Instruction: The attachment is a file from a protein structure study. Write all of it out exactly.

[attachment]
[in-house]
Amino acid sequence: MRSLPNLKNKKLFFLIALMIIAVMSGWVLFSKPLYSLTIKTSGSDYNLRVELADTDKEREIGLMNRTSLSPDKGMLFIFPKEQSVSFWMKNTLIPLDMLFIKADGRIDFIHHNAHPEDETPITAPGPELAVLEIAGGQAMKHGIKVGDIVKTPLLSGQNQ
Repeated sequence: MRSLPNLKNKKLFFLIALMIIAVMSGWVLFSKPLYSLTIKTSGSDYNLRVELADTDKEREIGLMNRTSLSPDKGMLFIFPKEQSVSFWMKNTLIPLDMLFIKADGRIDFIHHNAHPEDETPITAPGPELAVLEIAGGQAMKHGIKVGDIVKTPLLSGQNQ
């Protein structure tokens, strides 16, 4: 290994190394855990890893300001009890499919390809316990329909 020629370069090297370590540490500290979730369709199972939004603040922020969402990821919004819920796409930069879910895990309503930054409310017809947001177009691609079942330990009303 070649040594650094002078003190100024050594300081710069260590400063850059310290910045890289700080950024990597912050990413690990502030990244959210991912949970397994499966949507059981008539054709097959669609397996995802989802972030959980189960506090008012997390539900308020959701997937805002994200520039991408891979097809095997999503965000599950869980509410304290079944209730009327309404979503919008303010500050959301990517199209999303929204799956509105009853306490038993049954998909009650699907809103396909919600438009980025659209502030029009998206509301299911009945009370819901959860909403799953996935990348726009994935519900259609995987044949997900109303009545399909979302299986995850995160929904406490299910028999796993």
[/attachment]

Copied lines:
[in-house]
Amino acid sequence: MRSLPNLKNKKLFFLIALMIIAVMSGWVLFSKPLYSLTIKTSGSDYNLRVELADTDKEREIGLMNRTSLSPDKGMLFIFPKEQSVSFWMKNTLIPLDMLFIKADGRIDFIHHNAHPEDETPITAPGPELAVLEIAGGQAMKHGIKVGDIVKTPLLSGQNQ
Repeated sequence: MRSLPNLKNKKLFFLIALMIIAVMSGWVLFSKPLYSLTIKTSGSDYNLRVELADTDKEREIGLMNRTSLSPDKGMLFIFPKEQSVSFWMKNTLIPLDMLFIKADGRIDFIHHNAHPEDETPITAPGPELAVLEIAGGQAMKHGIKVGDIVKTPLLSGQNQ
């Protein structure tokens, strides 16, 4: 290994190394855990890893300001009890499919390809316990329909 020629370069090297370590540490500290979730369709199972939004603040922020969402990821919004819920796409930069879910895990309503930054409310017809947001177009691609079942330990009303 070649040594650094002078003190100024050594300081710069260590400063850059310290910045890289700080950024990597912050990413690990502030990244959210991912949970397994499966949507059981008539054709097959669609397996995802989802972030959980189960506090008012997390539900308020959701997937805002994200520039991408891979097809095997999503965000599950869980509410304290079944209730009327309404979503919008303010500050959301990517199209999303929204799956509105009853306490038993049954998909009650699907809103396909919600438009980025659209502030029009998206509301299911009945009370819901959860909403799953996935990348726009994935519900259609995987044949997900109303009545399909979302299986995850995160929904406490299910028999796993």